AgrAbility Projet
David Johnson, a produce farmer from Whiteville, Tenn., received a leg amputation in 2010. He worked with Tennessee AgrAbility specialist Joetta T. White to procure an AgrAbility grant for tractor steps that included a handrail for easier access to his tractor. White also worked with Midsouth Farmer’s Cooperative which provided mud grip tires for a golf cart that Johnson uses to get around on his farm. Photo by J. T. White, courtesy UTIA. Download image 
KNOXVILLE, Tenn. — Getting around with arthritis or a disability is tough. Getting around a farm or a garden with arthritis or a disability poses an extra set of obstacles, and for farmers those obstacles jeopardize their livelihood.  

Arthritis is one of America’s most common chronic disease conditions, affecting one in three people. If you are a farmer, you are at increased risk for arthritis-related disability. The National AgrAbility Project can help farmers overcome obstacles and get back to doing what they love. In late August, specialists with the National AgrAbility Project as well as rural health professionals, farmers and others interested in mobility issues will gather in Knoxville to learn more about how folks can maintain their independence and be successful despite a disability.

Scheduled for August 24-27, the conference will feature practical tips on protecting joints, managing stress and modifying work practices. Those facing arthritis or disabilities that can impact their mobility, such as  farmers, ranchers, veterans and gardeners, may choose among one set of presentations, while extension educators, occupational therapists, physical therapists, nurse practitioners, state departments of health, rheumatologists, vocational rehabilitation staff, farm business representatives and others may be more interested in a separate slate of topics and speakers. 

Among the educational sessions is a talk led by UT Extension’s Eileen Legault, with the Tennessee AgrAbility Project, “What is AgrAbility and How Can It Help Your Clients?”  A different session will focus on safety strategies for older farmers, assistive technology and re-equipping equipment on the farm.  Derrick Stowell, HGTV/UT Gardens Educator, will discuss gardening as a therapeutic tool for individuals with arthritis. He will also explore tips for modifying garden tools and activities as well as look at the use of horticultural vocational training programs.

Finis Stribling with Tennessee State University Cooperative Extension will explain the Farmer Veteran Coalition, Homegrown by Heroes and the New Farmer Academy which is training veterans to develop successful farming skills and techniques. Lois Symington with East Tennessee Technology Access Center will share low-cost accommodations at the assistive technology session.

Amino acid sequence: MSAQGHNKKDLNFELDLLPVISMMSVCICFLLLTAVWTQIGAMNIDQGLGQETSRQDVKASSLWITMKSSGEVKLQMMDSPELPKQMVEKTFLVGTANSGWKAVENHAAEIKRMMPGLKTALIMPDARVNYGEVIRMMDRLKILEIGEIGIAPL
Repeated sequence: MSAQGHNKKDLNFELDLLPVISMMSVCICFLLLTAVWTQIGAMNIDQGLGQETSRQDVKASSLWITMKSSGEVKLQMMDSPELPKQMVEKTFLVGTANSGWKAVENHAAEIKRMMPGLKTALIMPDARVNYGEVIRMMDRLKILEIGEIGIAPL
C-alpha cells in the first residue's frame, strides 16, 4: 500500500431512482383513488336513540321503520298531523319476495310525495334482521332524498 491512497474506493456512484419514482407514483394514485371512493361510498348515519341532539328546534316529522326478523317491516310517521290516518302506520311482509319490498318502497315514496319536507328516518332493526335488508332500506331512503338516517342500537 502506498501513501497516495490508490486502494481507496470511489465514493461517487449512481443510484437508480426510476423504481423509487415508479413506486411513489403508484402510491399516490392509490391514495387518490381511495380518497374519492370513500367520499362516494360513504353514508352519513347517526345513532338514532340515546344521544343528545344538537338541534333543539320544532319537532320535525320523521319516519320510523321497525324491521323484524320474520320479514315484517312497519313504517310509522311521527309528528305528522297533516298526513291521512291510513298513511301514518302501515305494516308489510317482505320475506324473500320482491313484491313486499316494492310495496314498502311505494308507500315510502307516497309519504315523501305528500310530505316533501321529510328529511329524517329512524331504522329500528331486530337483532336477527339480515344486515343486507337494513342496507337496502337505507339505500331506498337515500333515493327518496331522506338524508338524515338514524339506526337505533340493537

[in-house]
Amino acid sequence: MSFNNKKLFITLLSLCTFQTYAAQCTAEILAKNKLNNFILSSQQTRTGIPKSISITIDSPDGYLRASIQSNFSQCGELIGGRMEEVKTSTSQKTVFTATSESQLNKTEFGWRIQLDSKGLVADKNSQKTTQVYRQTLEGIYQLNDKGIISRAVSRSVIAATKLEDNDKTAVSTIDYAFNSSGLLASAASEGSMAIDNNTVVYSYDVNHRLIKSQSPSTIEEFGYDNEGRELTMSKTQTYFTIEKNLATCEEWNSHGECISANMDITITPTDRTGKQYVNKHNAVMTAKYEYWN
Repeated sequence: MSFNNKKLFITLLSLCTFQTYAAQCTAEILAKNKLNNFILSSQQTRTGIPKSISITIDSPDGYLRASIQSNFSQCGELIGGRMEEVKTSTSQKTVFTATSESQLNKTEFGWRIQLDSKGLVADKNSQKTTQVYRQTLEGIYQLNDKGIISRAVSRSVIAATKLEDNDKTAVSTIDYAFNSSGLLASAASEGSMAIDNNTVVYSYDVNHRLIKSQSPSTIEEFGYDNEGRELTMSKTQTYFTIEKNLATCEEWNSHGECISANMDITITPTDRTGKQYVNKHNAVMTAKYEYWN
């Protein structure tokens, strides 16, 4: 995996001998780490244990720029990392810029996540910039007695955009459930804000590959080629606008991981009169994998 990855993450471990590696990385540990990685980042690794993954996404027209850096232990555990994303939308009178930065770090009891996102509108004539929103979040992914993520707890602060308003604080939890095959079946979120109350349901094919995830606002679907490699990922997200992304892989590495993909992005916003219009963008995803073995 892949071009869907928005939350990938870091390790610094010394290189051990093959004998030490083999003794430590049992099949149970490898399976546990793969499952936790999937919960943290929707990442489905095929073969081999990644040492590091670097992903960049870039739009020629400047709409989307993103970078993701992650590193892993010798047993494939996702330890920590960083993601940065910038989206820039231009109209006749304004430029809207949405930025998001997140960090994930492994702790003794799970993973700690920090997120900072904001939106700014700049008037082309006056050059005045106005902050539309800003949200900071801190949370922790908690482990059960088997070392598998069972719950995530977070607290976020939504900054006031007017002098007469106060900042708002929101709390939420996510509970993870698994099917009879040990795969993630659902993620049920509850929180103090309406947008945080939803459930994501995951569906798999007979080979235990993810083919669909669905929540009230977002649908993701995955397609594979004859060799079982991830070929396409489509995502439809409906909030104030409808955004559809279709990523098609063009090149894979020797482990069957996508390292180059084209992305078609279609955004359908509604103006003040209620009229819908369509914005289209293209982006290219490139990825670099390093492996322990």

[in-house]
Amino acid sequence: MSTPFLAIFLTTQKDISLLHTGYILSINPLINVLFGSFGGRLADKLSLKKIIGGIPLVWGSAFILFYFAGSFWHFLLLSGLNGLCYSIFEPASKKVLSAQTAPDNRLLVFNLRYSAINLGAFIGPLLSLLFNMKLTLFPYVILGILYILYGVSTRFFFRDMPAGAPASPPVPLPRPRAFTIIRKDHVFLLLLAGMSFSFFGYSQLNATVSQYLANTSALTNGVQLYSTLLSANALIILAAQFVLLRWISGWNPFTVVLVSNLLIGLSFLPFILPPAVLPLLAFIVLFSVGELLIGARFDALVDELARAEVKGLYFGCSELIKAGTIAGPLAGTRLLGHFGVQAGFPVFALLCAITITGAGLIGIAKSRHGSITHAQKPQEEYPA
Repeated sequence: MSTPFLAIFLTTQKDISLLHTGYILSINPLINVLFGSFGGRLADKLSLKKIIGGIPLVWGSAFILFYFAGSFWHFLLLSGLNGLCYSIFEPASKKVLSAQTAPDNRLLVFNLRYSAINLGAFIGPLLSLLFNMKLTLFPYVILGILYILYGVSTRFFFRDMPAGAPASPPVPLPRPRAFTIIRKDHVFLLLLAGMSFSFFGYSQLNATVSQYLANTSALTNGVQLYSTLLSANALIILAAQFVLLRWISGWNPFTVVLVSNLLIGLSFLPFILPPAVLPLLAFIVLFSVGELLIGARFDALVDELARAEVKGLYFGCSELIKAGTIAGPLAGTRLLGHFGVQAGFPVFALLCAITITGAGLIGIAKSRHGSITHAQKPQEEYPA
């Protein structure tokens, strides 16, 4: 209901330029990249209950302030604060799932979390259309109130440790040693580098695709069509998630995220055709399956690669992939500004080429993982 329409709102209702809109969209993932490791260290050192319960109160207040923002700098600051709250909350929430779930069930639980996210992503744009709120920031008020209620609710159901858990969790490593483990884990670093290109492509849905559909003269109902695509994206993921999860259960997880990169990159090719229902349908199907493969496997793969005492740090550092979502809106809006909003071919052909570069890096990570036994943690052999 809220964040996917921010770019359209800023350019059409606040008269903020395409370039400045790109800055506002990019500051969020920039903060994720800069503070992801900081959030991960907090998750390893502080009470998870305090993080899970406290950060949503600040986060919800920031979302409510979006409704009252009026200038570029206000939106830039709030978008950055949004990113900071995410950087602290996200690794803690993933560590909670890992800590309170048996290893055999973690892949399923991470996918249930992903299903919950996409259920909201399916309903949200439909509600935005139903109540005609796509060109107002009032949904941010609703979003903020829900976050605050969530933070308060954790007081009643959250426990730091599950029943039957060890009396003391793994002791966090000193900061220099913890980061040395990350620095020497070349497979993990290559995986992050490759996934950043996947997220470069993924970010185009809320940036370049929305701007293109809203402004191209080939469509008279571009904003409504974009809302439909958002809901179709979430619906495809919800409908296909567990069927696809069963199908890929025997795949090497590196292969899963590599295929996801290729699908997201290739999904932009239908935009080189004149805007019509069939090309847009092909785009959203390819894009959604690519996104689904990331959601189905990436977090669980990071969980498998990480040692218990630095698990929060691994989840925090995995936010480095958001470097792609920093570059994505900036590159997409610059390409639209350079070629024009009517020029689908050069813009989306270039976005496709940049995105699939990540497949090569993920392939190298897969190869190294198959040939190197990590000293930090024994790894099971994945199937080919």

All conference attendees can also choose to visit the Therapy Gardens with UT Gardens, the UT College of Veterinary Medicine facility, and the UT Farmers Market. They might also choose to visit UT’s East Tennessee AgResearch and Education Center Organic Crops Unit and the UT Turfgrass research center.

“The conference is an exciting opportunity for rural professionals and farmers alike,” says Legault. “Among the objectives is to help rural professionals become more aware of evidence-based strategies to aid farmers, ranchers and others battling the many forms of arthritis and other disabilities. We will give educators tools to help farmers maintain their independence and success despite a disability.”

A specialist in assisting with mobility issues, Legault adds, “People with arthritis and other disabilities must be good self-managers of their condition. They can learn how to effectively manage their workplace and their activity schedule in ways that minimize the effect of the disease or condition on their health and daily quality of life. The AgrAbility Project can help.”

The AARH Conference is made possible through the National AgrAbility Project, with planning by the Arthritis Foundation, Goodwill of the Finger Lakes, and the University of Tennessee Institute of Agriculture. Multiple pricing options are available for registrants. For more information, please visit the website

The Tennessee AgrAbility Project is a partnership between the USDA, University of Tennessee Extension, Tennessee State University Cooperative Extension and the Tennessee Technology Access Centers that provide services to farmers, farm workers and their family member that have disabilities.
The UT Institute of Agriculture provides instruction, research and public service through the UT College of Agricultural Sciences and Natural Resources, the UT College of Veterinary Medicine and UT Extension offices in every county in the state.



Eileen Legault, Tennessee AgrAbility Project, 865-200-4527,

Joetta T. White, Tennessee AgrAbility Project, 731-855-7656,

Patricia McDaniels, UTIA Marketing and Communications, 615-835-4570,